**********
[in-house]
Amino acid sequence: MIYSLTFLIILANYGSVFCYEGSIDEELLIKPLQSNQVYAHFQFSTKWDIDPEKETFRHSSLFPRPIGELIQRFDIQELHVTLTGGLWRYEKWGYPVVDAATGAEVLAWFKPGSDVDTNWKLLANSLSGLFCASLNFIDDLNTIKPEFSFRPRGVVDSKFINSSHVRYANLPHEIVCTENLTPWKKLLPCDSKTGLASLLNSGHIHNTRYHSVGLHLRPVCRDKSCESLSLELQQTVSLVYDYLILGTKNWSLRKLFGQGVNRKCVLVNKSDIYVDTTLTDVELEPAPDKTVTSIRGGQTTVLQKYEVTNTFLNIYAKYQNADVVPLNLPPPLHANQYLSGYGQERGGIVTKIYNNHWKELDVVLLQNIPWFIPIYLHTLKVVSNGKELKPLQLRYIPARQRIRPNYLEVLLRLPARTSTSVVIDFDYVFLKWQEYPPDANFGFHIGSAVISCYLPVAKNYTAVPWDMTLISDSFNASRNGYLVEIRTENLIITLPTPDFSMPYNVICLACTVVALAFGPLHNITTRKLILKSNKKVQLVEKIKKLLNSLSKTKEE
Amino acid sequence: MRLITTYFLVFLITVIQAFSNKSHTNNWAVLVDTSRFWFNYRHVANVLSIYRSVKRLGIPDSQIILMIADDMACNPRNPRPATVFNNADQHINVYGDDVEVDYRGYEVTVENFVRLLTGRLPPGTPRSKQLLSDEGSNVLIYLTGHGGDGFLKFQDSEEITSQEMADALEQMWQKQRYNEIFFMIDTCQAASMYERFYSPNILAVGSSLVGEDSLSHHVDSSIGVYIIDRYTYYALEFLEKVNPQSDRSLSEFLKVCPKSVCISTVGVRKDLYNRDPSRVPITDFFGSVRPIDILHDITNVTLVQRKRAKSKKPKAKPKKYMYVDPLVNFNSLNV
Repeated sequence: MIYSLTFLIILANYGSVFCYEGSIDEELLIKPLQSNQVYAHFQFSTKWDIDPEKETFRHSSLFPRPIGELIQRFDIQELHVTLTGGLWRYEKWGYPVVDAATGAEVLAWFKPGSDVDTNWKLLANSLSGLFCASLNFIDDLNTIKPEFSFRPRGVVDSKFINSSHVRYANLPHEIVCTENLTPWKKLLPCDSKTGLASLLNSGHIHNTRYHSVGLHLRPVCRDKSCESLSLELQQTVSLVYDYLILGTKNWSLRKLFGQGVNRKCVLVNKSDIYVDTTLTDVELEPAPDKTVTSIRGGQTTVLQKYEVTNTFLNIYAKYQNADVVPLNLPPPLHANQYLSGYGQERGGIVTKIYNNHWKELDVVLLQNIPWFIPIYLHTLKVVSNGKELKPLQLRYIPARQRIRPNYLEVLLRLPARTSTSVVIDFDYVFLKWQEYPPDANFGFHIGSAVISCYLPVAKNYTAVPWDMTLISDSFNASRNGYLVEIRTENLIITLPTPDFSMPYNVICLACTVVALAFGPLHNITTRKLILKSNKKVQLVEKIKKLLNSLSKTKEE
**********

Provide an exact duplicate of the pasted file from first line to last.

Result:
[in-house]
Amino acid sequence: MIYSLTFLIILANYGSVFCYEGSIDEELLIKPLQSNQVYAHFQFSTKWDIDPEKETFRHSSLFPRPIGELIQRFDIQELHVTLTGGLWRYEKWGYPVVDAATGAEVLAWFKPGSDVDTNWKLLANSLSGLFCASLNFIDDLNTIKPEFSFRPRGVVDSKFINSSHVRYANLPHEIVCTENLTPWKKLLPCDSKTGLASLLNSGHIHNTRYHSVGLHLRPVCRDKSCESLSLELQQTVSLVYDYLILGTKNWSLRKLFGQGVNRKCVLVNKSDIYVDTTLTDVELEPAPDKTVTSIRGGQTTVLQKYEVTNTFLNIYAKYQNADVVPLNLPPPLHANQYLSGYGQERGGIVTKIYNNHWKELDVVLLQNIPWFIPIYLHTLKVVSNGKELKPLQLRYIPARQRIRPNYLEVLLRLPARTSTSVVIDFDYVFLKWQEYPPDANFGFHIGSAVISCYLPVAKNYTAVPWDMTLISDSFNASRNGYLVEIRTENLIITLPTPDFSMPYNVICLACTVVALAFGPLHNITTRKLILKSNKKVQLVEKIKKLLNSLSKTKEE
Amino acid sequence: MRLITTYFLVFLITVIQAFSNKSHTNNWAVLVDTSRFWFNYRHVANVLSIYRSVKRLGIPDSQIILMIADDMACNPRNPRPATVFNNADQHINVYGDDVEVDYRGYEVTVENFVRLLTGRLPPGTPRSKQLLSDEGSNVLIYLTGHGGDGFLKFQDSEEITSQEMADALEQMWQKQRYNEIFFMIDTCQAASMYERFYSPNILAVGSSLVGEDSLSHHVDSSIGVYIIDRYTYYALEFLEKVNPQSDRSLSEFLKVCPKSVCISTVGVRKDLYNRDPSRVPITDFFGSVRPIDILHDITNVTLVQRKRAKSKKPKAKPKKYMYVDPLVNFNSLNV
Repeated sequence: MIYSLTFLIILANYGSVFCYEGSIDEELLIKPLQSNQVYAHFQFSTKWDIDPEKETFRHSSLFPRPIGELIQRFDIQELHVTLTGGLWRYEKWGYPVVDAATGAEVLAWFKPGSDVDTNWKLLANSLSGLFCASLNFIDDLNTIKPEFSFRPRGVVDSKFINSSHVRYANLPHEIVCTENLTPWKKLLPCDSKTGLASLLNSGHIHNTRYHSVGLHLRPVCRDKSCESLSLELQQTVSLVYDYLILGTKNWSLRKLFGQGVNRKCVLVNKSDIYVDTTLTDVELEPAPDKTVTSIRGGQTTVLQKYEVTNTFLNIYAKYQNADVVPLNLPPPLHANQYLSGYGQERGGIVTKIYNNHWKELDVVLLQNIPWFIPIYLHTLKVVSNGKELKPLQLRYIPARQRIRPNYLEVLLRLPARTSTSVVIDFDYVFLKWQEYPPDANFGFHIGSAVISCYLPVAKNYTAVPWDMTLISDSFNASRNGYLVEIRTENLIITLPTPDFSMPYNVICLACTVVALAFGPLHNITTRKLILKSNKKVQLVEKIKKLLNSLSKTKEE